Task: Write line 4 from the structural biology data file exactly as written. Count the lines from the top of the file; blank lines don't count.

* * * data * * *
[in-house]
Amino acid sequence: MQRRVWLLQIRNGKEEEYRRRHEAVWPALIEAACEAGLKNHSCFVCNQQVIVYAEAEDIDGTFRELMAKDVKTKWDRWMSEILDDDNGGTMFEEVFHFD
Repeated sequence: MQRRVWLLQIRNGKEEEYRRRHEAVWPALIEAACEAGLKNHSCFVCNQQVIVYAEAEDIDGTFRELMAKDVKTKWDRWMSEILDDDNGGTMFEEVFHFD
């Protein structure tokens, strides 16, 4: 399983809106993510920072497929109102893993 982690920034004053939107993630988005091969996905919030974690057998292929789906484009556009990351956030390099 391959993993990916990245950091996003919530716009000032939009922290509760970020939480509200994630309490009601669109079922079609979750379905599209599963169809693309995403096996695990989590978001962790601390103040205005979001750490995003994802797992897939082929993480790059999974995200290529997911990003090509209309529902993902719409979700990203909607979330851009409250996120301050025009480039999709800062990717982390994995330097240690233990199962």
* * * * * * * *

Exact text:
């Protein structure tokens, strides 16, 4: 399983809106993510920072497929109102893993 982690920034004053939107993630988005091969996905919030974690057998292929789906484009556009990351956030390099 391959993993990916990245950091996003919530716009000032939009922290509760970020939480509200994630309490009601669109079922079609979750379905599209599963169809693309995403096996695990989590978001962790601390103040205005979001750490995003994802797992897939082929993480790059999974995200290529997911990003090509209309529902993902719409979700990203909607979330851009409250996120301050025009480039999709800062990717982390994995330097240690233990199962």